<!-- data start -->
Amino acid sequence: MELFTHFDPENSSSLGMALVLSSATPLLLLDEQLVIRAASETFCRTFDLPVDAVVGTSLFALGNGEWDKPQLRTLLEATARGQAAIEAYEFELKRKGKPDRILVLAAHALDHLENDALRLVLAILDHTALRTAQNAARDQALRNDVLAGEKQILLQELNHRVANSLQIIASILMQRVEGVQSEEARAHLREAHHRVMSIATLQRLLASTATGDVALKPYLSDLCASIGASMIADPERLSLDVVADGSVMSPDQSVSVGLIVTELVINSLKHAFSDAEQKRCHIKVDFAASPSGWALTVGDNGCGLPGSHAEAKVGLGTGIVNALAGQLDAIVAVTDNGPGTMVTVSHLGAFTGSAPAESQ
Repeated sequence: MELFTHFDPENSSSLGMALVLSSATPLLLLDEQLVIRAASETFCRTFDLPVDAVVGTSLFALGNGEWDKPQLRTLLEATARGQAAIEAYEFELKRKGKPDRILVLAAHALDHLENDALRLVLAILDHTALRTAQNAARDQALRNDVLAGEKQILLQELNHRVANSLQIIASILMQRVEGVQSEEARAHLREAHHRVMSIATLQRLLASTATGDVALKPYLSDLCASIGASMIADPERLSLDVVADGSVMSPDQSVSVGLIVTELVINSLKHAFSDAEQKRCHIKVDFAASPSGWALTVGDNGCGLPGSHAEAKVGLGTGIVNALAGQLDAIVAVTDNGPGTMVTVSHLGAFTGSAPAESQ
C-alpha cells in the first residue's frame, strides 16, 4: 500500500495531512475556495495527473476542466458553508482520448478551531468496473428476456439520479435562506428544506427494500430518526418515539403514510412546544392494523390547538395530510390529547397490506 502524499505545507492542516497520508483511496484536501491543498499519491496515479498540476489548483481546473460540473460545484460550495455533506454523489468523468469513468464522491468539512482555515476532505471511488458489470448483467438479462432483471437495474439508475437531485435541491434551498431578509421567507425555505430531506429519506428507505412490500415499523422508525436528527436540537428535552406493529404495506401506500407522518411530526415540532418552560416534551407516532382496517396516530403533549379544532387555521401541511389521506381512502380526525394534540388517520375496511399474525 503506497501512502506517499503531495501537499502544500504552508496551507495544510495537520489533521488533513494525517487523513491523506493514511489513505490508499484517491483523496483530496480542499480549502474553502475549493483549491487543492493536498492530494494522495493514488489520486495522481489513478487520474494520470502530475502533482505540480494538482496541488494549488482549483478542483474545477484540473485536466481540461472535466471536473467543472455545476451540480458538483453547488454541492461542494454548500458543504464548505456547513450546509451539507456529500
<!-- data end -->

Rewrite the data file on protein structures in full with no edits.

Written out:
Amino acid sequence: MELFTHFDPENSSSLGMALVLSSATPLLLLDEQLVIRAASETFCRTFDLPVDAVVGTSLFALGNGEWDKPQLRTLLEATARGQAAIEAYEFELKRKGKPDRILVLAAHALDHLENDALRLVLAILDHTALRTAQNAARDQALRNDVLAGEKQILLQELNHRVANSLQIIASILMQRVEGVQSEEARAHLREAHHRVMSIATLQRLLASTATGDVALKPYLSDLCASIGASMIADPERLSLDVVADGSVMSPDQSVSVGLIVTELVINSLKHAFSDAEQKRCHIKVDFAASPSGWALTVGDNGCGLPGSHAEAKVGLGTGIVNALAGQLDAIVAVTDNGPGTMVTVSHLGAFTGSAPAESQ
Repeated sequence: MELFTHFDPENSSSLGMALVLSSATPLLLLDEQLVIRAASETFCRTFDLPVDAVVGTSLFALGNGEWDKPQLRTLLEATARGQAAIEAYEFELKRKGKPDRILVLAAHALDHLENDALRLVLAILDHTALRTAQNAARDQALRNDVLAGEKQILLQELNHRVANSLQIIASILMQRVEGVQSEEARAHLREAHHRVMSIATLQRLLASTATGDVALKPYLSDLCASIGASMIADPERLSLDVVADGSVMSPDQSVSVGLIVTELVINSLKHAFSDAEQKRCHIKVDFAASPSGWALTVGDNGCGLPGSHAEAKVGLGTGIVNALAGQLDAIVAVTDNGPGTMVTVSHLGAFTGSAPAESQ
C-alpha cells in the first residue's frame, strides 16, 4: 500500500495531512475556495495527473476542466458553508482520448478551531468496473428476456439520479435562506428544506427494500430518526418515539403514510412546544392494523390547538395530510390529547397490506 502524499505545507492542516497520508483511496484536501491543498499519491496515479498540476489548483481546473460540473460545484460550495455533506454523489468523468469513468464522491468539512482555515476532505471511488458489470448483467438479462432483471437495474439508475437531485435541491434551498431578509421567507425555505430531506429519506428507505412490500415499523422508525436528527436540537428535552406493529404495506401506500407522518411530526415540532418552560416534551407516532382496517396516530403533549379544532387555521401541511389521506381512502380526525394534540388517520375496511399474525 503506497501512502506517499503531495501537499502544500504552508496551507495544510495537520489533521488533513494525517487523513491523506493514511489513505490508499484517491483523496483530496480542499480549502474553502475549493483549491487543492493536498492530494494522495493514488489520486495522481489513478487520474494520470502530475502533482505540480494538482496541488494549488482549483478542483474545477484540473485536466481540461472535466471536473467543472455545476451540480458538483453547488454541492461542494454548500458543504464548505456547513450546509451539507456529500